As the lights went down, the audience heard: "You won't have to cook, clean or fold any laundry for the next 90 minutes." As the title flaunts, MOTHERHOOD: THE MUSICAL is indeed about the joys, woes and bladder control problems that entails being a mom.
This show is truly the soccer mom's anthem. After all, one of the lines shouted out is: "Don't ask what your mommy can do for you. Ask what you can do for your mommy."
The incredibly campy, cheesy, cheeky musical often hits right at home-playing off the stereotypes of bad kids, minivans, lazy dads, grandmas, sex, baby names, kegel exercises and…hemorrhoids.
A pregnant-for-the-first-time Amy (Lisa Manuli) asks, "Does it hurt?" To which she is answered "The delivery? Or the next 18 years?"
The show goes onto to be an inside joke that any dad might fall behind on, but has probably heard before. Yet, any mother that listens to the peppy songs would get a laugh. Titles like "Baby Weight Blues" and "Good Drugs," are apart of the 22-song show. Ranging from jingles about Costco (leading to a "storegasm") or a whole robust number on "leaking" (Barb yells: I depend on depends), mothers alike have something in common with this musical.
Produced by the same folks of "Menopause: The Musical," and with its book and lyrics by Sue Fabisch, the knowledge of a mother's pain and joy is limitless. The show has run at The Royal George Theatre in Chicago, Society Hill Playhouse in Philadelphia and has spawned national tours.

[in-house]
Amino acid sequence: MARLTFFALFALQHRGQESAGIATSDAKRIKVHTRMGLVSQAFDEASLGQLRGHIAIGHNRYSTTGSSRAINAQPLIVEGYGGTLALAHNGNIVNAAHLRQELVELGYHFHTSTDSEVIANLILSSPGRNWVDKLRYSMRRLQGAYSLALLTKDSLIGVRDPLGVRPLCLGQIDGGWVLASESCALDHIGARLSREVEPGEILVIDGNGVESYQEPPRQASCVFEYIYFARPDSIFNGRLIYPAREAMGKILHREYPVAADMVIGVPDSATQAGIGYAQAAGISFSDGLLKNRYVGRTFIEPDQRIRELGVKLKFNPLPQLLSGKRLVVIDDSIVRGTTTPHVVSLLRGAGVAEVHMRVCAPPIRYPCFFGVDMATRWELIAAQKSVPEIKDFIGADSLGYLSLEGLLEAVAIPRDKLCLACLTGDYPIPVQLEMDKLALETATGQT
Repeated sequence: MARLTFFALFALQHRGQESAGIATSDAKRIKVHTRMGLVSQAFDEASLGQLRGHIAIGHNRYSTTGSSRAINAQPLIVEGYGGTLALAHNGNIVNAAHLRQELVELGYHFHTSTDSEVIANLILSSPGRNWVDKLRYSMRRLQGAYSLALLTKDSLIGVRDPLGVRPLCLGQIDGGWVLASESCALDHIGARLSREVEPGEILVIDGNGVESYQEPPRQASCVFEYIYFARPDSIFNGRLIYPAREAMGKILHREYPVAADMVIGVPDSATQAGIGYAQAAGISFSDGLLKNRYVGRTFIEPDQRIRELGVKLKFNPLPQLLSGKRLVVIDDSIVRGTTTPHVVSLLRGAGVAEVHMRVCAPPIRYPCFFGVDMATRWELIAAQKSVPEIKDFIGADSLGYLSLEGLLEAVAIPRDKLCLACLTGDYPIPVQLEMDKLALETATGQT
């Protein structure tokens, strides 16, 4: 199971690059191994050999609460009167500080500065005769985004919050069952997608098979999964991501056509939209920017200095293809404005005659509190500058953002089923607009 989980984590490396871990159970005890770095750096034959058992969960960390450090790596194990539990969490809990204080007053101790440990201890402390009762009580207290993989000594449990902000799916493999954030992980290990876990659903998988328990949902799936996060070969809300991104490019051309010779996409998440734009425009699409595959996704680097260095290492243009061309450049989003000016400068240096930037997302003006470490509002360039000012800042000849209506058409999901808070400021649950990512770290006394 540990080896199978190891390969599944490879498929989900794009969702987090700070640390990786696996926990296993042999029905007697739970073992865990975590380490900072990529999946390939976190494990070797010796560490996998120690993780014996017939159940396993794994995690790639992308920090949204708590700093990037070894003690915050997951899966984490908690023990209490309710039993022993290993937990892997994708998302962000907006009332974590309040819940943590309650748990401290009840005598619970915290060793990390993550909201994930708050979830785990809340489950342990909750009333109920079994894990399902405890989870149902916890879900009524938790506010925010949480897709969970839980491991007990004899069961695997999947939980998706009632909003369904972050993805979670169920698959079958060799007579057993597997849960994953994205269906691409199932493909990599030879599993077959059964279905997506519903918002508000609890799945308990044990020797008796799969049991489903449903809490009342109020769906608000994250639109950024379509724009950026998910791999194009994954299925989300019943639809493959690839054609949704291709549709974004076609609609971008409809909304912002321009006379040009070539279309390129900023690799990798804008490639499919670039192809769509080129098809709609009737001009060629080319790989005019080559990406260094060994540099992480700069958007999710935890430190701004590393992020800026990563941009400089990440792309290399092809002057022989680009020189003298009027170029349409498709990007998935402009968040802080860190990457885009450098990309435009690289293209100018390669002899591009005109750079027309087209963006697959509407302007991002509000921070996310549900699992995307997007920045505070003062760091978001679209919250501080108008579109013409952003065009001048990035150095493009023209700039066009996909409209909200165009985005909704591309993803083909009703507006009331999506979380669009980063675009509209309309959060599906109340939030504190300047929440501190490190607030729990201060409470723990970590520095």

The premise is fairly simple. As one woman is about to enter motherhood, three been-there-done-that moms give her, occasionally cynical, advice on raising a baby.
The cast of four moms represents a different type of character. There's Amy, the mom-to-be, Brooke (Ilona Ahearn), the lawyer who still has time for her kid's soccer practice, Tasha (Jewel Lucien), the divorcee and Barb (Jen Chada), the veteran, yet lovable stay-at-home mom. All four ladies have played these roles before, and it obvious. Each was comfortable within their characters as they ranted about the do nothing fathers and threatened to strike from household chores; they even boast signs such as "Vacuums Suck" and "Put The Seat Down."
All four women also have the vocal abilities to back up their roles. Lucien has the pipes that would make a child throwing a temper-tantrum quiver. The ladies-even the pregnant Amy-dance around the stage, flaunt their "sagging" assets and have no problem digging out their panty-liner wedgies.
Still, for all the comical complaining that the moms deliver throughout the piece, the presence of actually being a mommy holds strong. Chada often delivers witty quips throughout the show; peevishly talking about raising her kids, she admits that she wouldn't change a thing. In her song "I'm Danny's Mom," she sings about how she may never be a star, but she is always in the spotlight when her kids are around. Chada brings a sense of realness to the show as she tears up singing about the real joy of motherhood.
MOTHERHOOD: THE MUSICAL has all the fixings to be a cult favorite. Similar to Nunsense, this ditty of a show does not present any serious dramatic flair. The plot never really builds to an overarching climax and the characters don't develop a brilliant arch throughout the piece. But, that's okay. This show is a riotous, hilarious ride through the often thankless job of being a mom.
This musical makes you want to give your mom a giant hug and a great big thank you.
For more information on MOTHERHOOD: THE MUSICAL at Downstairs Cabaret Theatre, click here.
Photo Credit: Campbell Photos